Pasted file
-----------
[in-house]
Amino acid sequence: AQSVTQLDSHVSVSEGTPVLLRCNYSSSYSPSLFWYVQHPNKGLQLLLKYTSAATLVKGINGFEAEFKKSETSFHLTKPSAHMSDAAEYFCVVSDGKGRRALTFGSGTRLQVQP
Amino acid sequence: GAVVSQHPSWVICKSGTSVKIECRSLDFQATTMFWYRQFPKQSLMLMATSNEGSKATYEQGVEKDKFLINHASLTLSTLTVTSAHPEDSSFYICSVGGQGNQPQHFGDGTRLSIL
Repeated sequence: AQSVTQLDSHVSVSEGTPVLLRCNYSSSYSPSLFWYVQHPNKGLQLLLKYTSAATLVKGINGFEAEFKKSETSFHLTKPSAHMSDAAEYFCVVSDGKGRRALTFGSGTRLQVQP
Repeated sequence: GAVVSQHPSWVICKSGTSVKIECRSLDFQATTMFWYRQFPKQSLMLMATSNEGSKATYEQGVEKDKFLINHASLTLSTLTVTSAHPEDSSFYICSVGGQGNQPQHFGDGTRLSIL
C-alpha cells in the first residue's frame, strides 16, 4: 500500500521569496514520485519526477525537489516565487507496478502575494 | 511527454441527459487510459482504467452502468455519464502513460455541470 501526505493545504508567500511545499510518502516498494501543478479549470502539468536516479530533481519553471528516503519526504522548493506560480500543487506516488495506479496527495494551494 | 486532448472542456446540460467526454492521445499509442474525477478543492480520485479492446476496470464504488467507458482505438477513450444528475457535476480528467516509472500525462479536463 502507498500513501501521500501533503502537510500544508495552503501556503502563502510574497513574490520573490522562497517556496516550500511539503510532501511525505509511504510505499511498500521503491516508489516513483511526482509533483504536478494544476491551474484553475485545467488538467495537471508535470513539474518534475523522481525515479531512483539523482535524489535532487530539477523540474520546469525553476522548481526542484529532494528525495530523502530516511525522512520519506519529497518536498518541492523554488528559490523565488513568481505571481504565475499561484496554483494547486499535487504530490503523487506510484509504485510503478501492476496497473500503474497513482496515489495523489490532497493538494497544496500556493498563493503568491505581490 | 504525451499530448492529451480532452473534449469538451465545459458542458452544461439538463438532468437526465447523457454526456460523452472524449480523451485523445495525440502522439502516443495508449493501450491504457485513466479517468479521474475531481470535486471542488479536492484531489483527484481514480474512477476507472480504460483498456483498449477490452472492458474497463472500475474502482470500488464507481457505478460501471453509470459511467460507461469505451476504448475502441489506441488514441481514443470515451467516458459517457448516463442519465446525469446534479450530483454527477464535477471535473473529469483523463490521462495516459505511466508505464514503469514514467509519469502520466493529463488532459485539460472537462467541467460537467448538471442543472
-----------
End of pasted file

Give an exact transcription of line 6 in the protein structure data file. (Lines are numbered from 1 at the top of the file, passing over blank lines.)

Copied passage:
C-alpha cells in the first residue's frame, strides 16, 4: 500500500521569496514520485519526477525537489516565487507496478502575494 | 511527454441527459487510459482504467452502468455519464502513460455541470 501526505493545504508567500511545499510518502516498494501543478479549470502539468536516479530533481519553471528516503519526504522548493506560480500543487506516488495506479496527495494551494 | 486532448472542456446540460467526454492521445499509442474525477478543492480520485479492446476496470464504488467507458482505438477513450444528475457535476480528467516509472500525462479536463 502507498500513501501521500501533503502537510500544508495552503501556503502563502510574497513574490520573490522562497517556496516550500511539503510532501511525505509511504510505499511498500521503491516508489516513483511526482509533483504536478494544476491551474484553475485545467488538467495537471508535470513539474518534475523522481525515479531512483539523482535524489535532487530539477523540474520546469525553476522548481526542484529532494528525495530523502530516511525522512520519506519529497518536498518541492523554488528559490523565488513568481505571481504565475499561484496554483494547486499535487504530490503523487506510484509504485510503478501492476496497473500503474497513482496515489495523489490532497493538494497544496500556493498563493503568491505581490 | 504525451499530448492529451480532452473534449469538451465545459458542458452544461439538463438532468437526465447523457454526456460523452472524449480523451485523445495525440502522439502516443495508449493501450491504457485513466479517468479521474475531481470535486471542488479536492484531489483527484481514480474512477476507472480504460483498456483498449477490452472492458474497463472500475474502482470500488464507481457505478460501471453509470459511467460507461469505451476504448475502441489506441488514441481514443470515451467516458459517457448516463442519465446525469446534479450530483454527477464535477471535473473529469483523463490521462495516459505511466508505464514503469514514467509519469502520466493529463488532459485539460472537462467541467460537467448538471442543472